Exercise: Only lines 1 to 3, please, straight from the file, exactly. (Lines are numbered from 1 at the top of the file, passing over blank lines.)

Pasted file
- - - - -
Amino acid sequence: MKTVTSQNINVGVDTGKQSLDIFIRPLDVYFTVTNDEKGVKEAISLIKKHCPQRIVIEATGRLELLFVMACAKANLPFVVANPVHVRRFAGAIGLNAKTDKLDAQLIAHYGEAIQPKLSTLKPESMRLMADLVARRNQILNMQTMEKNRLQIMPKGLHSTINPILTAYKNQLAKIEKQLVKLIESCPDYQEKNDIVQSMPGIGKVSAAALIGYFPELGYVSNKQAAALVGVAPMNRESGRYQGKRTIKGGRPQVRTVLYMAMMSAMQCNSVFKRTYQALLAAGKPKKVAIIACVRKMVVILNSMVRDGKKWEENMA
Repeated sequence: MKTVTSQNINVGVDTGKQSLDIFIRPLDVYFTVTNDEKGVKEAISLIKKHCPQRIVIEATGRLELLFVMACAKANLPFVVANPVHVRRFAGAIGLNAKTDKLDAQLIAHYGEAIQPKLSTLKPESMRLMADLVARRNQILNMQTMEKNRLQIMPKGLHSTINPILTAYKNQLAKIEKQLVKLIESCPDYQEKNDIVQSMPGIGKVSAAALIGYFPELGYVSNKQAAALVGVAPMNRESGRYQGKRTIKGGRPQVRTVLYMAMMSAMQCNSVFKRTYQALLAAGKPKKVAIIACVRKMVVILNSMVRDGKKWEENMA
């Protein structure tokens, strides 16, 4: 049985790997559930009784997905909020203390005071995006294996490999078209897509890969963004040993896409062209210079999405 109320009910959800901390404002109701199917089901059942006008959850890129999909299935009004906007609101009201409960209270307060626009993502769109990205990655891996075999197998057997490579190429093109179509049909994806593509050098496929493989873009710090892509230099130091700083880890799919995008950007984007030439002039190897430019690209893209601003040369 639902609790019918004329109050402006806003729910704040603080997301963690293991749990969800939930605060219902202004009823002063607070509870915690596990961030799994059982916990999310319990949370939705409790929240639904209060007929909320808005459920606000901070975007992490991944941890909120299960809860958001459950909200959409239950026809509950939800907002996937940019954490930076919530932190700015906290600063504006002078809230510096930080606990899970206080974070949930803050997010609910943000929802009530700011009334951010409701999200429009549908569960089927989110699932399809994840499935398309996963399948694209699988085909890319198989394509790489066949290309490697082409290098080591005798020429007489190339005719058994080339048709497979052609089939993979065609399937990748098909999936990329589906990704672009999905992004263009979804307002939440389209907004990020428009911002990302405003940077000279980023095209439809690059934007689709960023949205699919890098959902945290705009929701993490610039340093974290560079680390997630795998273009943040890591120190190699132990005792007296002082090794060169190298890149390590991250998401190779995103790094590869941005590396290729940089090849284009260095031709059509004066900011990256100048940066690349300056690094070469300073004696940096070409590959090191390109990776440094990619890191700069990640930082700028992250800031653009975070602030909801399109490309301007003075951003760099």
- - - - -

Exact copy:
Amino acid sequence: MKTVTSQNINVGVDTGKQSLDIFIRPLDVYFTVTNDEKGVKEAISLIKKHCPQRIVIEATGRLELLFVMACAKANLPFVVANPVHVRRFAGAIGLNAKTDKLDAQLIAHYGEAIQPKLSTLKPESMRLMADLVARRNQILNMQTMEKNRLQIMPKGLHSTINPILTAYKNQLAKIEKQLVKLIESCPDYQEKNDIVQSMPGIGKVSAAALIGYFPELGYVSNKQAAALVGVAPMNRESGRYQGKRTIKGGRPQVRTVLYMAMMSAMQCNSVFKRTYQALLAAGKPKKVAIIACVRKMVVILNSMVRDGKKWEENMA
Repeated sequence: MKTVTSQNINVGVDTGKQSLDIFIRPLDVYFTVTNDEKGVKEAISLIKKHCPQRIVIEATGRLELLFVMACAKANLPFVVANPVHVRRFAGAIGLNAKTDKLDAQLIAHYGEAIQPKLSTLKPESMRLMADLVARRNQILNMQTMEKNRLQIMPKGLHSTINPILTAYKNQLAKIEKQLVKLIESCPDYQEKNDIVQSMPGIGKVSAAALIGYFPELGYVSNKQAAALVGVAPMNRESGRYQGKRTIKGGRPQVRTVLYMAMMSAMQCNSVFKRTYQALLAAGKPKKVAIIACVRKMVVILNSMVRDGKKWEENMA
């Protein structure tokens, strides 16, 4: 049985790997559930009784997905909020203390005071995006294996490999078209897509890969963004040993896409062209210079999405 109320009910959800901390404002109701199917089901059942006008959850890129999909299935009004906007609101009201409960209270307060626009993502769109990205990655891996075999197998057997490579190429093109179509049909994806593509050098496929493989873009710090892509230099130091700083880890799919995008950007984007030439002039190897430019690209893209601003040369 639902609790019918004329109050402006806003729910704040603080997301963690293991749990969800939930605060219902202004009823002063607070509870915690596990961030799994059982916990999310319990949370939705409790929240639904209060007929909320808005459920606000901070975007992490991944941890909120299960809860958001459950909200959409239950026809509950939800907002996937940019954490930076919530932190700015906290600063504006002078809230510096930080606990899970206080974070949930803050997010609910943000929802009530700011009334951010409701999200429009549908569960089927989110699932399809994840499935398309996963399948694209699988085909890319198989394509790489066949290309490697082409290098080591005798020429007489190339005719058994080339048709497979052609089939993979065609399937990748098909999936990329589906990704672009999905992004263009979804307002939440389209907004990020428009911002990302405003940077000279980023095209439809690059934007689709960023949205699919890098959902945290705009929701993490610039340093974290560079680390997630795998273009943040890591120190190699132990005792007296002082090794060169190298890149390590991250998401190779995103790094590869941005590396290729940089090849284009260095031709059509004066900011990256100048940066690349300056690094070469300073004696940096070409590959090191390109990776440094990619890191700069990640930082700028992250800031653009975070602030909801399109490309301007003075951003760099």